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BC Ferries is a potential solution to this week’s loss of state ferry service between Ketchikan and Prince Rupert, British Columbia.
The Alaska Marine Highway System made its final scheduled trip to Ketchikan’s sister city on Monday. The Malaspina, which recently marked its 4,000th voyage, returned to the First City on Tuesday.
The discontinued service is one of the repercussions of Gov. Mike Dunleavy’s commitment to reduce expenses in an effort to eliminate a state budget deficit.
By the end of the legislative session in the spring, AMHS had its budget cut by more than $40 million.
With the impending loss of service between the two cities, Prince Rupert’s mayor recently visited the state capital to discuss a solution.
Discussions continue between Prince Rupert, the state Department of Transportation and the federal government, according to a reliable source.
Two issues are at the center of the debate.
The first is that U.S. Customs requires armed law enforcement to be present while the AMHS ferry is in port at Prince Rupert, and Canadian law requires that those authorities be Canadian. The Royal Canadian Mounted Police reportedly lack the personnel currently to provide that presence. A claim that the Alaska Legislature provided funds to address this situation are untrue.
The second issue is that the dock used by the ferry requires upgrading. Canada requires that Canadian steel be purchased for that purpose, while the United States has a similar rule that necessitates U.S. steel acquisition. It’s a (steel)mate.
A B.C. ferry taking over where AMHS left off would give Alaskans access to the mainland and highway system, and serve the state, especially the Southeast region, economically. Southeast is interested not only in access for automobiles, recreational vehicles, vans and, of course, people coming in and leaving Alaska, but also to the waterfront activity growing in Prince Rupert. It is a connection to shipping lanes around the world. The close proximation has economic promise for Alaska.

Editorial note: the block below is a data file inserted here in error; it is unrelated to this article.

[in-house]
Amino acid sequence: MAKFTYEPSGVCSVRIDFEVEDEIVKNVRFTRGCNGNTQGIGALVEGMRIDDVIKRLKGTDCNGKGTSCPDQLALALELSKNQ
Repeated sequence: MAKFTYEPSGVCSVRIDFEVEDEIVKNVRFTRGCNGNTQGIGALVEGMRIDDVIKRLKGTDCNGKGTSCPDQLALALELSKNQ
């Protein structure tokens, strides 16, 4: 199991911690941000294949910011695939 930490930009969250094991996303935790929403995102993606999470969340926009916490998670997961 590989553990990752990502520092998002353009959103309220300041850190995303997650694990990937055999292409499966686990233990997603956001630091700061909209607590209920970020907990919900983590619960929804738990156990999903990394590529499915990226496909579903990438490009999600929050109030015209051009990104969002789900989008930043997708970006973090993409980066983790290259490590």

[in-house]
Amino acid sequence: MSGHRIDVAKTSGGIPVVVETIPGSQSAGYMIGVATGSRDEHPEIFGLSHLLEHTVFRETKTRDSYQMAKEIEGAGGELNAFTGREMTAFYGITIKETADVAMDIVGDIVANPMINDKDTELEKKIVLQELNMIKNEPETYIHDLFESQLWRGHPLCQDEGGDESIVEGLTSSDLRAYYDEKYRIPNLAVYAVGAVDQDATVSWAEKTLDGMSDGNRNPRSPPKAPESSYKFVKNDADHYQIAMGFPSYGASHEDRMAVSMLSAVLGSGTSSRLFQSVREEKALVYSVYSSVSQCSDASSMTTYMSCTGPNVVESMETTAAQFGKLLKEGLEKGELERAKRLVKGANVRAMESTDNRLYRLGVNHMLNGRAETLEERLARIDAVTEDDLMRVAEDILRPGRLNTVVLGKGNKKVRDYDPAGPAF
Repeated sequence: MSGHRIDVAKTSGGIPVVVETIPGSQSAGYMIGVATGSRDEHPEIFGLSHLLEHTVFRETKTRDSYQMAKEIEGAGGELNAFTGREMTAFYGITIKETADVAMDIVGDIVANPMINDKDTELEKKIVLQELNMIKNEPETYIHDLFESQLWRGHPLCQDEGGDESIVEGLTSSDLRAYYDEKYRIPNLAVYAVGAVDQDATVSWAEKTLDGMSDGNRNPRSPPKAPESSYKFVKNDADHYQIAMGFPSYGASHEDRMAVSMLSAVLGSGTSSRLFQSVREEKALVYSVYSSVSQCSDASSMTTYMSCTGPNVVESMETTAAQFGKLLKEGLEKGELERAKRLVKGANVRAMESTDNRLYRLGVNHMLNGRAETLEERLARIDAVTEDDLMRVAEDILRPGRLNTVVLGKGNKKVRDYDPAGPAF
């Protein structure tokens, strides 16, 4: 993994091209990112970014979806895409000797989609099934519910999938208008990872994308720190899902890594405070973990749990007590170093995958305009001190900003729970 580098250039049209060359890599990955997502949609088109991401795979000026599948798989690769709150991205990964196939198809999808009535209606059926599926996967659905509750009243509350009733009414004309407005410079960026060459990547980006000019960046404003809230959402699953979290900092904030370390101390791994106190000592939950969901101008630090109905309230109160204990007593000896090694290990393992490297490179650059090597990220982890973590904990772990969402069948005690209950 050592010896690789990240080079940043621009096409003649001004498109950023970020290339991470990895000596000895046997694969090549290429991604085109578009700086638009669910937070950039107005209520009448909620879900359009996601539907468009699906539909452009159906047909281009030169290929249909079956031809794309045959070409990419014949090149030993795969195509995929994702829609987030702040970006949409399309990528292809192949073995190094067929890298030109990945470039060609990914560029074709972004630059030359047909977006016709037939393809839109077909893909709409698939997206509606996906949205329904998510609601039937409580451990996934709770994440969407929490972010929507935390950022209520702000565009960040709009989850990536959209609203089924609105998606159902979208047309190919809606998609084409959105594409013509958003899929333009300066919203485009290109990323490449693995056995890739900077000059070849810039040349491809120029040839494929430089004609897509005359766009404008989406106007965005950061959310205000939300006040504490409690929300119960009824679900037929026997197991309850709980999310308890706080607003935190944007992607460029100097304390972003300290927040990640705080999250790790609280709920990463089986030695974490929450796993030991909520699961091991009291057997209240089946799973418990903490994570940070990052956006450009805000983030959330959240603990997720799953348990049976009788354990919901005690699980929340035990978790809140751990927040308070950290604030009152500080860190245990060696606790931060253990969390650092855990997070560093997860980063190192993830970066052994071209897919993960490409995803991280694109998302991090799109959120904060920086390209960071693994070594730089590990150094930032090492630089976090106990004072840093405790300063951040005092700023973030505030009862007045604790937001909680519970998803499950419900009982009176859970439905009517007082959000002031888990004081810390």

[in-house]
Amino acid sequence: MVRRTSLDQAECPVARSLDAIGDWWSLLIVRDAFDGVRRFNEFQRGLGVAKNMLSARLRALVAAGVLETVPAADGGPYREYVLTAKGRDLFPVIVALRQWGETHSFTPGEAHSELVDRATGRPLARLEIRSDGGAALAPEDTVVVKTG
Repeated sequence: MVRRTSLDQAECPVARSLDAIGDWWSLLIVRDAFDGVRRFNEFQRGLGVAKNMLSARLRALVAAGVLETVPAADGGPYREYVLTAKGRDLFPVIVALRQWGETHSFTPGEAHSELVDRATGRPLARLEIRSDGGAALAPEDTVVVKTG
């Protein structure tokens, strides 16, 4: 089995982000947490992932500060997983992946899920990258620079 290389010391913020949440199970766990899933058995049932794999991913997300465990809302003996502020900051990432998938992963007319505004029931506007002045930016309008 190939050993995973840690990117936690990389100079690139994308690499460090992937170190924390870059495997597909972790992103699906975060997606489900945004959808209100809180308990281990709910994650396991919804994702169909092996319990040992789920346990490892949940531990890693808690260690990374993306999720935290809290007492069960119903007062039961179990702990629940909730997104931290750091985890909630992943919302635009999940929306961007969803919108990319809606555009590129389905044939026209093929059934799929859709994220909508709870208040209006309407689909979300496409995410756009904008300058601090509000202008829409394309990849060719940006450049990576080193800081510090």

Dunleavy’s administration contracted with a consultant earlier in the year to produce a report to be used as a guide for reshaping the ferry system at a much reduced cost. Initially, that $250,000 report was expected to be complete in October. Whenever the report materializes, it’s unlikely to reveal any information the state doesn’t already have in stacks of studies already conducted on the system.
It would be preferable to come up with an Alaska solution to the Ketchikan-Prince Rupert run — even a whole AMHS service solution. Alaskans want and need the jobs, and the jobs enhance Alaska’s economy. It’s disappointing to export jobs.
Perhaps the governor or the Legislature might tee up a bill for the upcoming session to establish a ferry authority similar to the Alaska Railroad.
The state and private enterprise don’t want to operate the ferry system, nor should it be overseen by a state government. AMHS shouldn’t be a political pawn, which it has been through the years. That situation has been its downfall.
A ferry system should be operated by professionals, not politicians. With federal funding available for highways, of which AMHS is one, a workable system that includes service between Ketchikan and Prince Rupert should be possible.
But in the meantime if a B.C. ferry started providing service between Prince Rupert and Ketchikan, then the state would be able to skirt the issue of rebuilding the dock in British Columbia.
An issue of ensuring that Ketchikan’s facilities could accommodate the B.C. ferry would arise. Also, security would remain an issue to be resolved by the governments.
Then comes the details of how frequently a B.C. ferry would provide service — bi-weekly, weekly, monthly.
Whatever it was, it would be more than what Ketchikan and Southeast have had since Oct. 1.